The Grandview Heights Police Department hopes a new hire and an internal move will lead to fewer unsolved crimes in the city.

The Grandview Heights Police Department hopes a new hire and an internal move will lead to fewer unsolved crimes in the city.

The department plans to add a second officer to its detective bureau later this year.

The city's 2017 budget includes an allocation to allow the department to add a new police officer; once that person is in place in the field, another officer will be promoted to detective, said Police Chief Thomas McCann.

"We've seen an increase in the percentage of cases we're solving and we would hope that adding another detective will help boost that rate even further," he said.

It will take about three months for the newly hired police officer to undergo the training on all shifts before being assigned to his or her own patrol, McCann said.

The second detective should be in place by mid-year, he said.

The department currently has 18 police officers -- including the chief -- with one officer assigned full time to the detective bureau, supervised by Sgt. Ryan Starns.

Starns assists the detective and patrol officers occasionally to provide support to crime investigations, McCann said.

"Having another person working as a detective will help free up our patrol officers to concentrate on working the streets," he said.

While the numbers for 2016 aren't yet final, the percentage of cases solved by the detective bureau was about 63 percent, McCann said.

"We're seeing more cases getting solved and the detective bureau is also handling a larger number of cases than before," he said. "Part of that is a reallocation of our staffing and it's also due to a greater emphasis we've been putting on investigating crimes."

About half of all cases have led to arrests, McCann said.

"In some instances, we solve a case, but the victim for whatever reason decides not to press charges," he said.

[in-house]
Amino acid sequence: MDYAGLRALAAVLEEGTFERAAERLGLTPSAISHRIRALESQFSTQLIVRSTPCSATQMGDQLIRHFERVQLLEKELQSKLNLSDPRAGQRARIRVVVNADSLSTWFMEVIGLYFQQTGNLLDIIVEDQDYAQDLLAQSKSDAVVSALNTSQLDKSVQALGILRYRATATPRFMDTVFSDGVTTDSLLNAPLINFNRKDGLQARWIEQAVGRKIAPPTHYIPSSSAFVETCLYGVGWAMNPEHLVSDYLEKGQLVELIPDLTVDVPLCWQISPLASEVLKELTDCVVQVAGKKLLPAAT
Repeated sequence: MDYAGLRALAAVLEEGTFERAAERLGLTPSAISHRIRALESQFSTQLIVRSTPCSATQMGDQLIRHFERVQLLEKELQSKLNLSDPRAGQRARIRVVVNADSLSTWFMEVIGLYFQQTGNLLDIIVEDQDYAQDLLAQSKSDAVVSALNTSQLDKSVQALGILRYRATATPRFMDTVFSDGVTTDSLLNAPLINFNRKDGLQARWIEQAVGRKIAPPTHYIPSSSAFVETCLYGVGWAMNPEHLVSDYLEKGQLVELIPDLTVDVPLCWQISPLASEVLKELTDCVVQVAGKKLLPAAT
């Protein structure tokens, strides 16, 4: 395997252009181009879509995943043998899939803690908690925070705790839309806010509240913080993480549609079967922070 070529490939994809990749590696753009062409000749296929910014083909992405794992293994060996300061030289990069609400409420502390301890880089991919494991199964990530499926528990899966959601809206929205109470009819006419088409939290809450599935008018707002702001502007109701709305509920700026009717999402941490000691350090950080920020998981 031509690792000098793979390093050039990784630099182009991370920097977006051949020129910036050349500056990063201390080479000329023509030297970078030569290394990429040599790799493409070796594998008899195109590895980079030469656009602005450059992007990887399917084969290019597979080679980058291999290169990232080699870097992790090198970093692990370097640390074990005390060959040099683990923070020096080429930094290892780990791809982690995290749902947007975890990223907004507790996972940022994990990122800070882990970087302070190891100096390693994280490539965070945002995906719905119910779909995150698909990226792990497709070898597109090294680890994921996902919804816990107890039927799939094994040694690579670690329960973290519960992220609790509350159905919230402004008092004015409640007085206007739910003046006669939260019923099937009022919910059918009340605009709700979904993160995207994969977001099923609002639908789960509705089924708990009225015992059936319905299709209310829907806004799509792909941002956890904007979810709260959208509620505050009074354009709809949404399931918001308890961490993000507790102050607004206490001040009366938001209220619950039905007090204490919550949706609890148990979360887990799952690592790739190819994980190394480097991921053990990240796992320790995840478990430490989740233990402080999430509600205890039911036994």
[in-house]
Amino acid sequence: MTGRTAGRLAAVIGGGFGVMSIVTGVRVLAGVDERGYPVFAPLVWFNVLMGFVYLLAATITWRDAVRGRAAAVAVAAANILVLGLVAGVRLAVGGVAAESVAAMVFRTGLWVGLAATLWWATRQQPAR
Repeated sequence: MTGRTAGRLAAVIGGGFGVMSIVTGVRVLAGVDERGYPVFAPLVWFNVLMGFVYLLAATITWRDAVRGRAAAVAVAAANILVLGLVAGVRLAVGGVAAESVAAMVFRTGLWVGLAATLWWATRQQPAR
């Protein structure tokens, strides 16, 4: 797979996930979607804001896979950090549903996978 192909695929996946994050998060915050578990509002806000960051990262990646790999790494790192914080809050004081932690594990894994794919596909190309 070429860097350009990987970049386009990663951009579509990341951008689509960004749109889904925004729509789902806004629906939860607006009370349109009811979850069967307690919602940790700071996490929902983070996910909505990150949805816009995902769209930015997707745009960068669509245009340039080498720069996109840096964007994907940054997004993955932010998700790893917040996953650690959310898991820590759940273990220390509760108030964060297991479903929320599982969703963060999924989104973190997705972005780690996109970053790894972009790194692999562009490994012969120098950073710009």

The detective bureau investigates all major crimes, including thefts and violent crimes, McCann said.

"One of the things I'm looking forward to once we have the second detective in place is to allocate the detective duties and have them go through some additional training so each could specialize in different areas," Starns said. "Perhaps one person would focus on large property crimes while the other would investigate violent crimes against individuals."

One crime the department remains committed to solving is the 2013 murder of Jennifer Cooke, McCann said.

"It's always good to have a fresh set of eyes to revisit a case and see if there's something we may have missed," he said.

In addition to adding an officer to the detective bureau, the department also expects to connect later this year to a computer-aided dispatching system operated by Dublin police.

Under an agreement, the two departments will continue to maintain their separate and individual dispatching operations, but will be connected to the same system, Starns said.

"We won't know what they are doing and they won't know what we're doing," he said.

Grandview will purchase software to connect into Dublin's system, Starns said.

"That will cost us about $157,000, which is a lot less than the $750,000 to $1 million it would cost to buy and install our own system," he said.

Dublin will maintain the system and Grandview will contribute about $10,000 annually to support maintenance, Starns said.

The "all-in-one system" will allow Grandview police to streamline officers' filing of incident and crash reports and recovered property records, he said. Those and other tasks currently are completed over a multitude of systems.

"It will also make our dispatching more efficient because the system has (GPS), so we will be able to see where each of our units are located and send the one that is closest to the location of an incident," Starns said.

Grandview expects to be connected into Dublin's system by mid-year, he said.